97% of individuals with psychic abilities, scientifically documented or otherwise, report having experienced moderate to severe systematic abuse and trauma in their early childhood. This finding has caused researchers to suggest that trauma might be a key element in the acquisition of psychic abilities. But what if it is even more bizarre than that? What if these abilities are encoded in our DNA and inherited from our ancestors? And what if, due to evolutionary, cultural, societal, and religious pressures, over time, we learned to suppress this ability to the point of shutting it down at the molecular level?
In this article we will explore the possible relationship between trauma, genetics, perceived psychic abilities, and supernatural experiences in an effort to assess what the next steps are in terms of identifying the genesis of psychic abilities like ESP, Precognition, Clairvoyance, among others.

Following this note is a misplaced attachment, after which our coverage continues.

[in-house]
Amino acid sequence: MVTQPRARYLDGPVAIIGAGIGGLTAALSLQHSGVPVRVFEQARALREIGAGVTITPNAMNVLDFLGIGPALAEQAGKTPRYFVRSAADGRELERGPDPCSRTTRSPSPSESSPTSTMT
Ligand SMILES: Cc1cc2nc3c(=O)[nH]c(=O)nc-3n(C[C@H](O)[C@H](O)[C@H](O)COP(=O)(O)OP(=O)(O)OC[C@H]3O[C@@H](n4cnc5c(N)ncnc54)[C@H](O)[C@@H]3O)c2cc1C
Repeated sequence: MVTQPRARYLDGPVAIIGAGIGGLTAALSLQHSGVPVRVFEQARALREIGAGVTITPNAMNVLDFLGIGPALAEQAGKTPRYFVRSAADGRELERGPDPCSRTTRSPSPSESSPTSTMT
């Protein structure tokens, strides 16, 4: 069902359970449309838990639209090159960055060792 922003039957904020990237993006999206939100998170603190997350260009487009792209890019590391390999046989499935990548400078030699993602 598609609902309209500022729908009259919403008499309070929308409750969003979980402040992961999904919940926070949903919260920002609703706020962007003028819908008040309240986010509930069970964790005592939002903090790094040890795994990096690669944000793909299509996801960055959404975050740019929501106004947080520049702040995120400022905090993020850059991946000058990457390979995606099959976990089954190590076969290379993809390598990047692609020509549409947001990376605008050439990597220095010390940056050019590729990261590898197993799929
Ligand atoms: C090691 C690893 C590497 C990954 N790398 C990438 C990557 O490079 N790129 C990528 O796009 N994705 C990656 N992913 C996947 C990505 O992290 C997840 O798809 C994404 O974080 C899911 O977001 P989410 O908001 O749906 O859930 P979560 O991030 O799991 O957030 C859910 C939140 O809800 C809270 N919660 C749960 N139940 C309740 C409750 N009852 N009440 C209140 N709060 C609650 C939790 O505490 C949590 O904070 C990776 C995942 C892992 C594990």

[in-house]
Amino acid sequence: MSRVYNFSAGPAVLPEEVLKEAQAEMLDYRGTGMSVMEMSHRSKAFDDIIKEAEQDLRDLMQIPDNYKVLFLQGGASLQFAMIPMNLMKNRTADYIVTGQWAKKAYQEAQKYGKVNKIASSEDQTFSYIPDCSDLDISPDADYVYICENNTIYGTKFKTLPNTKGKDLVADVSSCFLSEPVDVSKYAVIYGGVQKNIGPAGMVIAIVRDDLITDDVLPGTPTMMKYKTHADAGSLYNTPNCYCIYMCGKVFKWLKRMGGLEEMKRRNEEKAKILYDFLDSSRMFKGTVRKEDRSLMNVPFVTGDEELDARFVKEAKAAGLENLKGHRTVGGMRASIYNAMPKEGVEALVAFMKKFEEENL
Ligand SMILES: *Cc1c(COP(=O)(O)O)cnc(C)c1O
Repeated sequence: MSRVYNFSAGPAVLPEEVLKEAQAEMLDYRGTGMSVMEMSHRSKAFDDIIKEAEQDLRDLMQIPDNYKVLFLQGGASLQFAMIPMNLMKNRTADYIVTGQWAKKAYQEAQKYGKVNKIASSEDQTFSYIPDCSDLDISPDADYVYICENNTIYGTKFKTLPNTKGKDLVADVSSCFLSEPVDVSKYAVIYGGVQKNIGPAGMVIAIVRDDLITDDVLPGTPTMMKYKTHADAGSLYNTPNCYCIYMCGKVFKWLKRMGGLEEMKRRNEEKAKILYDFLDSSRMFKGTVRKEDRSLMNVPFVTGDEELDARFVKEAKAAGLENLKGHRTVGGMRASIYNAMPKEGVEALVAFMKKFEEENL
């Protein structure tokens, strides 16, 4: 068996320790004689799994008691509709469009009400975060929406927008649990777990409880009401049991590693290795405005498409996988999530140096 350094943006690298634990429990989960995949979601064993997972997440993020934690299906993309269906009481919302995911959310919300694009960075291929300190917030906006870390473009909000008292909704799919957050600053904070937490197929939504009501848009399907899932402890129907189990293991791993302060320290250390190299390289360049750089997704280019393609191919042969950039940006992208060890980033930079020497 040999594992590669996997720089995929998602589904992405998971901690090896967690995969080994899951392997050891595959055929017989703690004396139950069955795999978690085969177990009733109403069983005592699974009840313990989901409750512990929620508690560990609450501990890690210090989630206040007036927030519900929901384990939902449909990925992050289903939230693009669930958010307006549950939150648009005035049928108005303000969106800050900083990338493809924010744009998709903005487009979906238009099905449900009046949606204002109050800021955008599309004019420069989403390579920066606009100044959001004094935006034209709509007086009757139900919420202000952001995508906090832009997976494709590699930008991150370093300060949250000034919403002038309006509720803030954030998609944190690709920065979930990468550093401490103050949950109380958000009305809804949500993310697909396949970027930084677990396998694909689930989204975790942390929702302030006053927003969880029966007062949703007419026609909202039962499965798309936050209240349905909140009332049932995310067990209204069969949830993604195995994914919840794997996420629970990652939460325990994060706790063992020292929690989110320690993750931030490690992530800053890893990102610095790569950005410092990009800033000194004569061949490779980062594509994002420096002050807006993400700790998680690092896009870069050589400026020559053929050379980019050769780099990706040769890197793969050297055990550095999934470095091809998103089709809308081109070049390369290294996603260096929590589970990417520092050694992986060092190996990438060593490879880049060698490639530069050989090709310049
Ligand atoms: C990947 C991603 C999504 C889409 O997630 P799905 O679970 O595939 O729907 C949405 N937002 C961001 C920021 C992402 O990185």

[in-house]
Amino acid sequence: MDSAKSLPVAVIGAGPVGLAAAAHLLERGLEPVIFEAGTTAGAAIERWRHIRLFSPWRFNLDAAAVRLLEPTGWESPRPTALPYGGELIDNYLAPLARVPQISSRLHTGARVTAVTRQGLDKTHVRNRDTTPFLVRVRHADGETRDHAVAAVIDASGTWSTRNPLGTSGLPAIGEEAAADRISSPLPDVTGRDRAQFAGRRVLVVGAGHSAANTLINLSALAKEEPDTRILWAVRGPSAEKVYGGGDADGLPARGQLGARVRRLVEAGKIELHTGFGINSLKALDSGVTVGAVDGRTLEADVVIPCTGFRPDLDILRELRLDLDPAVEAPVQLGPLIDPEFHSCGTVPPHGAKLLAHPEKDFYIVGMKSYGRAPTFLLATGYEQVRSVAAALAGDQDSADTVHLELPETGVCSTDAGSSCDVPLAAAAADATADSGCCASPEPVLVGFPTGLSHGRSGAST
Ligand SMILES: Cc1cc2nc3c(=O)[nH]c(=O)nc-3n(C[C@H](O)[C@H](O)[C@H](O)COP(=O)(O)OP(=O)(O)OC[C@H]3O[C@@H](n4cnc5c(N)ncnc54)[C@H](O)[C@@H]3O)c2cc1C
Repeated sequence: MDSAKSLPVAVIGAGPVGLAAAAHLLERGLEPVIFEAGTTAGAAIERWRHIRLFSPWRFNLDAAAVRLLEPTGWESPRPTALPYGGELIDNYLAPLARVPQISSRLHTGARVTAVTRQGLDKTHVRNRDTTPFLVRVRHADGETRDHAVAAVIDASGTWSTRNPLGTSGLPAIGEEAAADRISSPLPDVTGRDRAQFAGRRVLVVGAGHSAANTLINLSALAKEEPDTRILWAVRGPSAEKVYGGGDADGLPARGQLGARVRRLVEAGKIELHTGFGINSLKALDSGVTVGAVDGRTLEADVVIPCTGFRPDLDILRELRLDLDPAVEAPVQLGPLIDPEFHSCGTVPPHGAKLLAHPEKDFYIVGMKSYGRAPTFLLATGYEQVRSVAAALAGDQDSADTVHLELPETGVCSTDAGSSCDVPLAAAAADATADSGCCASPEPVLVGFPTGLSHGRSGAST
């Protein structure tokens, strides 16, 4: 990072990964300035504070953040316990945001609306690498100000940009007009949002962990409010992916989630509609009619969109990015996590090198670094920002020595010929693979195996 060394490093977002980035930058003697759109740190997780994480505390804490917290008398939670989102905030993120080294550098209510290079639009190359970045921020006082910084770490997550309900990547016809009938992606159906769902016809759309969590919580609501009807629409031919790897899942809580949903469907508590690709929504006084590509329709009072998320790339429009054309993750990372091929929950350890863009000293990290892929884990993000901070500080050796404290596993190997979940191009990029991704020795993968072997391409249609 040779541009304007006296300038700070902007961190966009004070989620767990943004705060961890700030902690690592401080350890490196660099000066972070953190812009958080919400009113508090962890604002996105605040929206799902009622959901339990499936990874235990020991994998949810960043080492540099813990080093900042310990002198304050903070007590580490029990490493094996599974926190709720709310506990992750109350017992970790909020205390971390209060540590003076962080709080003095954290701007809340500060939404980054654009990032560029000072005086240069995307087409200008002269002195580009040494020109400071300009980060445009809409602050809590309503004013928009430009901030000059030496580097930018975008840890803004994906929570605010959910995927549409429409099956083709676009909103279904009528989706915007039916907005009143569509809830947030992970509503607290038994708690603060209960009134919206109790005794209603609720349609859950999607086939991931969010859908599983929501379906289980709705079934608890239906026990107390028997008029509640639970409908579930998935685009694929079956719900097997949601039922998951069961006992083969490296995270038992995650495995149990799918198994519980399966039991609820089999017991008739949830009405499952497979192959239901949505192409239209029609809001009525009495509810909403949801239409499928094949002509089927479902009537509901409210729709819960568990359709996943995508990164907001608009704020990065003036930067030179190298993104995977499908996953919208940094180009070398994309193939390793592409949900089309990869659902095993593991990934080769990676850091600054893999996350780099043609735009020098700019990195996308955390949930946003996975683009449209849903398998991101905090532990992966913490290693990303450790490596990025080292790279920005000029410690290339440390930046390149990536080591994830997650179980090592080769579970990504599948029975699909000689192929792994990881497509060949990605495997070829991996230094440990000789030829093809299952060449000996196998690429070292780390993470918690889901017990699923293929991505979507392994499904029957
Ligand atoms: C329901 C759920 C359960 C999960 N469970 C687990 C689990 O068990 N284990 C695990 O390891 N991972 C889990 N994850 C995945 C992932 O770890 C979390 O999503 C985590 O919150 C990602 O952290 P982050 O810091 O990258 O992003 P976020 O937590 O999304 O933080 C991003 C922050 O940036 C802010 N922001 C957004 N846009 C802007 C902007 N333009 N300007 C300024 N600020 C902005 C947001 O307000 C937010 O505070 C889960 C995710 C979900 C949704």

The Trauma Theory of Psychic Ability
A recent YouGov poll conducted in 2022 reports that over 67% or two-thirds of Americans believe that they have had at least one paranormal experience in their lifetime (Orth, 2022). This number has stayed relatively the same since the question was first asked back at the turn of the century. 37% of Americans say they’ve had a somatic experience (they felt a presence they could not explain), 33% claim they’ve had an unexplained auditory experience (heard things they cannot explain), and 30% claim to have had an olfactory experience (smelled things) of unexplained origins.